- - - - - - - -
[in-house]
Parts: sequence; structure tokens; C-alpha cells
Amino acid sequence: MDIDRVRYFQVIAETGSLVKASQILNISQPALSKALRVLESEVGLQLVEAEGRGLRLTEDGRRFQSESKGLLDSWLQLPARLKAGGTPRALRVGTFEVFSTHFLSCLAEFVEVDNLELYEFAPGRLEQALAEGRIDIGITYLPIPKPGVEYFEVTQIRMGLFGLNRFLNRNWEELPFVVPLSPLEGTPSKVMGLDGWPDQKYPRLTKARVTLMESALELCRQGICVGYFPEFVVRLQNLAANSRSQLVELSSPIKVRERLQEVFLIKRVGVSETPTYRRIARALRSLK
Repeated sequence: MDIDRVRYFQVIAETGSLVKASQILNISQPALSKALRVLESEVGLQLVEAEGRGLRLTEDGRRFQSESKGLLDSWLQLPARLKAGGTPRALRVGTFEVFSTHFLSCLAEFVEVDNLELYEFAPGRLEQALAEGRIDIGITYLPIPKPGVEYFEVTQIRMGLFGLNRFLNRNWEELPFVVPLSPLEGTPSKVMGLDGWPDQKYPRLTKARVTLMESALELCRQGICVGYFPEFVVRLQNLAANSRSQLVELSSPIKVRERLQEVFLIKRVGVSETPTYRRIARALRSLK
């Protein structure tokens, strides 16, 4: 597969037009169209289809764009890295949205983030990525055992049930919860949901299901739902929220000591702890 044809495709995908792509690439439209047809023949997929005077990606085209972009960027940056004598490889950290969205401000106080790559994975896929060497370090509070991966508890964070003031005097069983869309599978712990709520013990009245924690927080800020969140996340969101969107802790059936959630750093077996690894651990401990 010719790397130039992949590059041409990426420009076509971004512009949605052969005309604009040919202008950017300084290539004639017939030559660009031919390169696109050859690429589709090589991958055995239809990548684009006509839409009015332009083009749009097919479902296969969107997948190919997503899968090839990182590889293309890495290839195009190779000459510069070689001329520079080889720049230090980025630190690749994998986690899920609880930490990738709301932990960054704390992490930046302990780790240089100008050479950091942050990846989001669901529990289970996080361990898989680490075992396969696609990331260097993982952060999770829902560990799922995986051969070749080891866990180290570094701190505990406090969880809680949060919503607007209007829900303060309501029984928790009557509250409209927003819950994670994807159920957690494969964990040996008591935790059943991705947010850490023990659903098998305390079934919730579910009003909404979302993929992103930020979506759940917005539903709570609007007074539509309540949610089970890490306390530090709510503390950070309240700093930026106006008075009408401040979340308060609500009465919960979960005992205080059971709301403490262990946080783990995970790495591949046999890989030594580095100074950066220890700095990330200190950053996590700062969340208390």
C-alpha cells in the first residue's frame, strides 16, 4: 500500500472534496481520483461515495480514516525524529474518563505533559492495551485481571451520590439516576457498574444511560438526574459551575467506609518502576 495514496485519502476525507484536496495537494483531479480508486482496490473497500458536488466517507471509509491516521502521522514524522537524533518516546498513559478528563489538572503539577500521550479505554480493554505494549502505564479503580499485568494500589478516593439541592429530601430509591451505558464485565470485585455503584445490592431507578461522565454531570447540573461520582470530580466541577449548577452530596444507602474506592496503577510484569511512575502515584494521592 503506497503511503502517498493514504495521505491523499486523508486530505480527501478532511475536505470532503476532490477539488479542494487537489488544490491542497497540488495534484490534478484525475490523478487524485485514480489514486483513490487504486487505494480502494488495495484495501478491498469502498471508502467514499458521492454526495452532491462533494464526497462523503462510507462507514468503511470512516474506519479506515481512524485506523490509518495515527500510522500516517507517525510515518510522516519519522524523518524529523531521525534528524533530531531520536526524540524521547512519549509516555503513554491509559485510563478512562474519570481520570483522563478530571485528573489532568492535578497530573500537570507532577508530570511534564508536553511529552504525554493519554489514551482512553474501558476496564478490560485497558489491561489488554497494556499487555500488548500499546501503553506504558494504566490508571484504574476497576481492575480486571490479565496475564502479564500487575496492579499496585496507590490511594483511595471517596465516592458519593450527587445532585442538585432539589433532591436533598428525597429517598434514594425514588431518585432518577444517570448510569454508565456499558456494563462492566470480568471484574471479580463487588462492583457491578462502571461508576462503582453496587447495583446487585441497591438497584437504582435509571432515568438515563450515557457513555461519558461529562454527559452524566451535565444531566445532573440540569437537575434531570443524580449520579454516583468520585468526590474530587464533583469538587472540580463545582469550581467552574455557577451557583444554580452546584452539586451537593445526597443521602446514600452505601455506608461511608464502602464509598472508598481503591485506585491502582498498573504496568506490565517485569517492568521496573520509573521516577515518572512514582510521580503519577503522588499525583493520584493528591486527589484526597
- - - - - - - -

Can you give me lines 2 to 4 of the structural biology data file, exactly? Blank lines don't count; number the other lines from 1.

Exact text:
Parts: sequence; structure tokens; C-alpha cells
Amino acid sequence: MDIDRVRYFQVIAETGSLVKASQILNISQPALSKALRVLESEVGLQLVEAEGRGLRLTEDGRRFQSESKGLLDSWLQLPARLKAGGTPRALRVGTFEVFSTHFLSCLAEFVEVDNLELYEFAPGRLEQALAEGRIDIGITYLPIPKPGVEYFEVTQIRMGLFGLNRFLNRNWEELPFVVPLSPLEGTPSKVMGLDGWPDQKYPRLTKARVTLMESALELCRQGICVGYFPEFVVRLQNLAANSRSQLVELSSPIKVRERLQEVFLIKRVGVSETPTYRRIARALRSLK
Repeated sequence: MDIDRVRYFQVIAETGSLVKASQILNISQPALSKALRVLESEVGLQLVEAEGRGLRLTEDGRRFQSESKGLLDSWLQLPARLKAGGTPRALRVGTFEVFSTHFLSCLAEFVEVDNLELYEFAPGRLEQALAEGRIDIGITYLPIPKPGVEYFEVTQIRMGLFGLNRFLNRNWEELPFVVPLSPLEGTPSKVMGLDGWPDQKYPRLTKARVTLMESALELCRQGICVGYFPEFVVRLQNLAANSRSQLVELSSPIKVRERLQEVFLIKRVGVSETPTYRRIARALRSLK